A woman whose father died of a heart attack when she was a teenager was left at the mercy of her alcoholic and abusive mother. Filled with rage at her mother, she could never settle into an intimate relationship which was both calm and reassuring. She fought with each of the men she with whom she had relationships until they left her out of complete frustration. Although she was highly educated and extremely bright, her work relationships were marked by constant conflict and quarreling. When she finally did meet a man she fell in love with and married, she was unable to become pregnant. Her doctors, including fertility specialists, were unable to find anything medically wrong with her. They were unaware of her emotional, explosive, and angry nature. Research has shown how this type of emotion and storminess can contribute to fertility problems.
In an excellent psychology book entitled, I Don't Want To Talk About It, author Terrence Real discusses the male value of keeping feelings to themselves at the cost of alcoholism and depression. With verbal and emotional pathways of expression closed to them, many men turn to alcohol and/or drug abuse to attempt to defuse their problems...............What types of emotions are these men stuffing: Feelings of 1. Shame, 2. Anger, 3. Rage, 4. Embarrassment, 5. Sadness, 5. Depression and these are a but a few among many others.
Words are symbolic representations for how we feel, what we think and what we are experiencing. Many great psychologists and psychiatrists have written about their observations that verbal communication is a way for people to mitigate the impact of the stresses to which life subjects them. The failure to communicate with loved ones and the need to avoid discussing anything emotional lead to the types of somatic symptoms experienced in the cases cited above. Comprehensive Counseling Services Are Available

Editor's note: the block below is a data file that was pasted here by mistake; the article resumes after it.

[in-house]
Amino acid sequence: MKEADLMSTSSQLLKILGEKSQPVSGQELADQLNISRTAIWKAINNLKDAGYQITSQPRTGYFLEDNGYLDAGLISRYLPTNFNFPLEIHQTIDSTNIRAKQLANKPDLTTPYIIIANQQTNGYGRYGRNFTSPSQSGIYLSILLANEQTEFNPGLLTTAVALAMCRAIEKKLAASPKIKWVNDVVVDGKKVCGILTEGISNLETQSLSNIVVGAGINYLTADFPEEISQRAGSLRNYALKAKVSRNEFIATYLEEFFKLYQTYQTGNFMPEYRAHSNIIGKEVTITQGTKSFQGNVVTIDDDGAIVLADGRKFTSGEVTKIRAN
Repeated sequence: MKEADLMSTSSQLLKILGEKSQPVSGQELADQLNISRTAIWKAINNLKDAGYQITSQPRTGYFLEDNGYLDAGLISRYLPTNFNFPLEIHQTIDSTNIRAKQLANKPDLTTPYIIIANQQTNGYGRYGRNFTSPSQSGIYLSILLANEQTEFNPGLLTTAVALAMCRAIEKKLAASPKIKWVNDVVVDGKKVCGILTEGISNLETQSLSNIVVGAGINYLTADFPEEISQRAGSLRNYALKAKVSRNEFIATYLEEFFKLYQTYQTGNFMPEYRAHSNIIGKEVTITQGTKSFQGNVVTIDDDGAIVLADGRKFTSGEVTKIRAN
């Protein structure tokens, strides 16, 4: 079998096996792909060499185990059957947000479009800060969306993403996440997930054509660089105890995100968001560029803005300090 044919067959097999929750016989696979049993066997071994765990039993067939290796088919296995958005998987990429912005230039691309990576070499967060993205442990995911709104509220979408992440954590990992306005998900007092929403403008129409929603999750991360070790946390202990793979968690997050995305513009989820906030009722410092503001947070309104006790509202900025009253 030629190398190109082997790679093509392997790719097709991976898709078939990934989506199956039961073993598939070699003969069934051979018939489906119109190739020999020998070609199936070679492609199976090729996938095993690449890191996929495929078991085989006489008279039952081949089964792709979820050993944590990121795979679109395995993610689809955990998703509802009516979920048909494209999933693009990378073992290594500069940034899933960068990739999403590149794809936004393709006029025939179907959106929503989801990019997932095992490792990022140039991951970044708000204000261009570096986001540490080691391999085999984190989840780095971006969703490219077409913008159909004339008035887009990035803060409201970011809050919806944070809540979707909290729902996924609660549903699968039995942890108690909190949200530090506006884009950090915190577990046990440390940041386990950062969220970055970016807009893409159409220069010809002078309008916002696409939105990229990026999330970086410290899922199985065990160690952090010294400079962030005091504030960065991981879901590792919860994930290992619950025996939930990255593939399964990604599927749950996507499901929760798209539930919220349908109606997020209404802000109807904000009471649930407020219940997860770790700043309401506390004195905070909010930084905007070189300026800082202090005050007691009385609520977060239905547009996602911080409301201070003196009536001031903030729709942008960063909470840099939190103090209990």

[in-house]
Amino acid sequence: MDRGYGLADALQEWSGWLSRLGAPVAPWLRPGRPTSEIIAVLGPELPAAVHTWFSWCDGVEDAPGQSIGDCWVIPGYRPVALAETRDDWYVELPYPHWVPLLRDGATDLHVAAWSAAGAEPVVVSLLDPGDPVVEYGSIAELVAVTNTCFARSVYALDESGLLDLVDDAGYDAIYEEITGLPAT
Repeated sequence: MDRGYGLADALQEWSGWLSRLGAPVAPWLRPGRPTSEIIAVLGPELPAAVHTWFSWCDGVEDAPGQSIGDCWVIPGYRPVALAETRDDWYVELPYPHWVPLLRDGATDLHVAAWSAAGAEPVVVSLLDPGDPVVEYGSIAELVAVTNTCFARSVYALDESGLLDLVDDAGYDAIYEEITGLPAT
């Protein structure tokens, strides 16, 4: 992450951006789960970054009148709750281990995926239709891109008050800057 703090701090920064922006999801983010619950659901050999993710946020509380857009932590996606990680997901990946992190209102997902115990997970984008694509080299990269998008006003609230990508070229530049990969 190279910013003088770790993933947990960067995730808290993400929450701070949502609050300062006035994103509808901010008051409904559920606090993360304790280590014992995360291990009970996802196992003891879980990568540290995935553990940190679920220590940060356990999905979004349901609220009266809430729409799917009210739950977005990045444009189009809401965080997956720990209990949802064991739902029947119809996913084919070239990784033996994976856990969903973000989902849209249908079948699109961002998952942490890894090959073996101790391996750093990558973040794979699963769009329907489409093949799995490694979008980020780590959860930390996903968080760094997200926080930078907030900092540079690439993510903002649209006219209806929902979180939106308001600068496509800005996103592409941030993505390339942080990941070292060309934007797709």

What to do About Verbal Communication For You and Your Family:
1. It is important to understand that anger can be expressed without tempers flaring. The purpose of words is to express feelings and thoughts in ways that are controlled but effective. The most effective way to express anger and disappointment is to lower one's voice and to carefully explain the reasons for the anger.
2. It has often been said by many family therapists that when expressing anger and disappointment an individual should avoid using the pronoun "you." "You" carries with it a tone of accusation which makes other people defensive. Instead, the preferred pronoun in the parlance of family therapy is the pronoun "I."
3. The purpose of using the pronoun "I" when expressing feelings is to state one's own thoughts and feelings without accusing the other. For example, I may feel angry that my daughter broke her curfew and came in late. I want to tell her that when she is late "I feel" worried about her. Or, if a husband or wife has spent too much money on clothing "I feel" worried about money and I need your help in controlling the budget. If I state something like "You are always late," or, "You are a spendthrift" the groundwork is being laid for a gigantic quarrel.
4. Our colleagues in Family Therapy also tell us that adjectives such as: always and never are more exaggerated than can actually be true. Teenagers do not always break their curfew. Instead, my teenage son broke his curfew this evening. Also, my spouse does not always spend too much money. Instead, she spent more than I wanted on this occasion.
Controversies, fears, disappointments, passions, and other emotionally laden issues can be discussed in ways that express emotions while protecting the dignity of others in the family.
Dr. Schwartz can be reached at www.allanschwartztherapy.com